Royals sign most promising European prospect ever
Italian shortstop Gasparini inks $1.3M deal with Kansas City
The Royals organization has made history by signing 16-year-old Marten Gasparini of Alture, Italy, for a reported record-breaking $1.3 million -- the largest bonus ever for a European baseball prospect. That figure smashes the previous high of $800,000, paid to Max Kepler-Rozycki of Berlin by the Twins in 2009.
Both the Kepler-Rozycki and Gasparini signings, along with several other European players, provide a glimpse into the growing stature of baseball as an international sport beyond the historic hotbeds of North America, Latin America and a few countries in the Far East.
Like many professional and Major League players born in Europe over the years, Kepler-Rozycki has a family tie to the United States. His mother, Kathy, is the daughter of a United States Army officer and grew up in various locations, including Alaska, California, France, Washington, D.C., and Texas. His father, Marek, was born in Poland but defected to Germany in 1982. Kepler-Rozycki's athletic talent has a distinct genetic component, as both his parents are professional ballet dancers.
Gasparini's development as a baseball player is a little different. The son of a native Italian father and a Jamaican mother, Gasparini grew up in London. His interest in baseball can be traced to the presence of a local baseball club in Cervignano, Italy, not far from his hometown of Alture in the northeastern part of the country near the Slovenia border. His skills have since been honed at the Italian Baseball Academy in Tirrenia, Italy.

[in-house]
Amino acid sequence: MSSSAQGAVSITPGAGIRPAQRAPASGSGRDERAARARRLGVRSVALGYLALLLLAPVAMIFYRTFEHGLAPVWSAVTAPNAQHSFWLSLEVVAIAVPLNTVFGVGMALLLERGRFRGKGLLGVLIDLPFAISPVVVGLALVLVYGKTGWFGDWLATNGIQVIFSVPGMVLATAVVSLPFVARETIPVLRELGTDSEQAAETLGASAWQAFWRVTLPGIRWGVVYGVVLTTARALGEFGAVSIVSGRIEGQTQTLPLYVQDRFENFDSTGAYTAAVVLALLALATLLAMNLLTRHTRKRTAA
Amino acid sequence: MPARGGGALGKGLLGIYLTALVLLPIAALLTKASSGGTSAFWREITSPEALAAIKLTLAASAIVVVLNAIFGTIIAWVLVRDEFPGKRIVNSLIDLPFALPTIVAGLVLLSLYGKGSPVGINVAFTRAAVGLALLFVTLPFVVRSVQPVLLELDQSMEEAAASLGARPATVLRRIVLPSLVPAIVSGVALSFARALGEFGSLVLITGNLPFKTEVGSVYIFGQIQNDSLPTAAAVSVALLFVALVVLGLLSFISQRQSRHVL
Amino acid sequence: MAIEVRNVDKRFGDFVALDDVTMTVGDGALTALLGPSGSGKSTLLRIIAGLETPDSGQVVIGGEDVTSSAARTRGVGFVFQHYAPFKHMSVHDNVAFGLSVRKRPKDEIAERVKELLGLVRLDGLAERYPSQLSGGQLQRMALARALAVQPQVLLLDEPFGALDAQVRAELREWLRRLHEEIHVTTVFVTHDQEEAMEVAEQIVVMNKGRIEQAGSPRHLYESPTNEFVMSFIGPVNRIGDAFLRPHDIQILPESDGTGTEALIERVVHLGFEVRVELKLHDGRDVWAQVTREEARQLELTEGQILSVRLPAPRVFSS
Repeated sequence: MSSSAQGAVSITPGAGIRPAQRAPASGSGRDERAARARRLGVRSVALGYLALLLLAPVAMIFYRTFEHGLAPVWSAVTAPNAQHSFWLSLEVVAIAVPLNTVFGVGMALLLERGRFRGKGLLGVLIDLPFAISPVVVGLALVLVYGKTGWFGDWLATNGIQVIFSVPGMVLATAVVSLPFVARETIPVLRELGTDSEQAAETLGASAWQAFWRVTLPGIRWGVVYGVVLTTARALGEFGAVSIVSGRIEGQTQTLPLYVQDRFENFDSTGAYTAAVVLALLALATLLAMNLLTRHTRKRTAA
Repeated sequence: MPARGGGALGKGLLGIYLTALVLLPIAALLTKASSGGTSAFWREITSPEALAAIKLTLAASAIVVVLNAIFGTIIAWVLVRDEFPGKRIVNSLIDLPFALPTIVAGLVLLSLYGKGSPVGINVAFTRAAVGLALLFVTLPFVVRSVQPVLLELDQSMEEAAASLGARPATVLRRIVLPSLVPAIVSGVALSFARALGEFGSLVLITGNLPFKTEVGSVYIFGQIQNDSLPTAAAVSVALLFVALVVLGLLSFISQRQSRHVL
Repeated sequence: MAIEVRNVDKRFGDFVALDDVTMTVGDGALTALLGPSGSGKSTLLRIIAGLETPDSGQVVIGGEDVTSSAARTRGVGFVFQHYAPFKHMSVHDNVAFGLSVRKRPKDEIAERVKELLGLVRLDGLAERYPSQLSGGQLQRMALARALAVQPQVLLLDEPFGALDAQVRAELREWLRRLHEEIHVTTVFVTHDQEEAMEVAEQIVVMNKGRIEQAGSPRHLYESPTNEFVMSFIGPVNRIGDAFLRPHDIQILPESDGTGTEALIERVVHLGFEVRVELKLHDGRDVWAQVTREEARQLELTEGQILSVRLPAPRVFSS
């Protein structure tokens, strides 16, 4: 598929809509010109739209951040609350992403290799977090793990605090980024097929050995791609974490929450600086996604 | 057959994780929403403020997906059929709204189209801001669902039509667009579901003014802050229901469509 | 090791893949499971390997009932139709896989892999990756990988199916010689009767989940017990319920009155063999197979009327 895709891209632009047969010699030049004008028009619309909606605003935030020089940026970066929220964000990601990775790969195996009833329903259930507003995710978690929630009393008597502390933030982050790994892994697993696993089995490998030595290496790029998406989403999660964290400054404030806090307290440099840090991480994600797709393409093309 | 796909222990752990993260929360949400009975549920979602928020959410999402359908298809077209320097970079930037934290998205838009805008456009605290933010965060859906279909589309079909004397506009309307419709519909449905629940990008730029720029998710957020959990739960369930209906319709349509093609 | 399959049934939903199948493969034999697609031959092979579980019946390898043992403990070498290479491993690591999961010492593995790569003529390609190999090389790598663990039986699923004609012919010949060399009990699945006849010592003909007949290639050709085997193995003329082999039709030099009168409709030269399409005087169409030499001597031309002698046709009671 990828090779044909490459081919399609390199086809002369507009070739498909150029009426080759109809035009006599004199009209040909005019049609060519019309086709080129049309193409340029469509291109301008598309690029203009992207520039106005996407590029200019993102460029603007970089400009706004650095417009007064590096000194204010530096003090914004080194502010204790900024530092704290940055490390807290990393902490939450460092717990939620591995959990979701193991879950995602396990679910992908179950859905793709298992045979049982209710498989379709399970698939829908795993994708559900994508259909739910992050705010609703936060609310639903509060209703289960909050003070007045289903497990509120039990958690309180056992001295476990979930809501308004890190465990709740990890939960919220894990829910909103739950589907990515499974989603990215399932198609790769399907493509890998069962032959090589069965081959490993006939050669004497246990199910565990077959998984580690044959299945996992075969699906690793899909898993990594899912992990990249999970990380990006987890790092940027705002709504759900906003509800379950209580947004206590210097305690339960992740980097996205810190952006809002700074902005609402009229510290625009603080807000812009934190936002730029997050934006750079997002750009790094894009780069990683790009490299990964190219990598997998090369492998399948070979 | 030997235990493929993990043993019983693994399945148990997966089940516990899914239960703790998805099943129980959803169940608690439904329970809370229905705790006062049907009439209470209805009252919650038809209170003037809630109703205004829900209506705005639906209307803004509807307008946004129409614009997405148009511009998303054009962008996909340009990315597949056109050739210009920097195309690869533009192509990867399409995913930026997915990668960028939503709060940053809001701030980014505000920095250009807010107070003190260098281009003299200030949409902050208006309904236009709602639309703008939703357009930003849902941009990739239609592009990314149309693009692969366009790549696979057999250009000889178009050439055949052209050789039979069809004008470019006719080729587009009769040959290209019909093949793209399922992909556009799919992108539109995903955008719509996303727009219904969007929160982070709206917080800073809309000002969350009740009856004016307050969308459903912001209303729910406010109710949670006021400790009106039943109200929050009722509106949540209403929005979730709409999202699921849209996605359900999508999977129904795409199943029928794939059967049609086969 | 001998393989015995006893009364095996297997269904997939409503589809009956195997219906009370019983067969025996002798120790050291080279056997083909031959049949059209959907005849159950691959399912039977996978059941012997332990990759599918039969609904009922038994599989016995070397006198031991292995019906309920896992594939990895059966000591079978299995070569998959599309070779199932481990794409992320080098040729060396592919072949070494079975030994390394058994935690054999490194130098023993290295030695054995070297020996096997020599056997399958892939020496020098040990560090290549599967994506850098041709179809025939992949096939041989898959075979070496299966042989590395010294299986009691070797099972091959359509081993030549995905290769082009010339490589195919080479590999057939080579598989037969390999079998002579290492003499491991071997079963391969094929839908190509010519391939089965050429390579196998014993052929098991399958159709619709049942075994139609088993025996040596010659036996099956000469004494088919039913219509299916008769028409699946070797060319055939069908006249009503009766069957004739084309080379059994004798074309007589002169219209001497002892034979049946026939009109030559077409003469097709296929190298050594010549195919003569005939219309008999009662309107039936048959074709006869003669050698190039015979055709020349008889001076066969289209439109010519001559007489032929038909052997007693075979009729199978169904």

Gasparini has played for several Italian national youth clubs in international competition, including the 2012 15U World Championship in Chihuahua, Mexico, and the 18U World Championship in Seoul, South Korea.
Major League Baseball has had many European-born players over the years, but nearly all of them were either born to American parents overseas or were members of immigrant families that made their way to the United States. Kepler-Rozycki and Gasparini perhaps represent a new wave of European-born-and-raised players that could spur even greater interest in the game throughout the region.
In fact, should Gasparini reach Kansas City, he would not be the first Italian-born-and-raised player to make the big leagues. That honor goes to Alex Liddi of Sanremo, Italy, who debuted with the Seattle Mariners in 2011.
An additional interesting note regarding the Royals and players born outside the United States: Although he never played in Kansas City, the Royals selected the only Major League player born in the Soviet Union. There have been eight Major League players born in Russia, but the first seven pre-dated the Soviet Union (1922-1991). The only Major League player born in the USSR was right-handed pitcher Victor Cole, the Royals' 14th-round selection in the 1988 First-Year Player Draft.
Cole was born in Leningrad (now Saint Petersburg), Russia, on Jan. 23, 1968. His parents later moved to the United States. The Royals traded Cole to the Pirates in exchange for outfielder Carmelo Martinez on May 3, 1991. He made eight pitching appearances for the 1992 Pirates.
Baseball remains America's pastime, but it has a growing international flavor, and we are all the better for it. Welcome to the Royals organization, Marten. Viva Italia!
Curt Nelson is the director of the Royals Hall of Fame and has worked for the Royals since the 1999 season. This story was not subject to the approval of Major League Baseball or its clubs. This story was not subject to the approval of Major League Baseball or its clubs.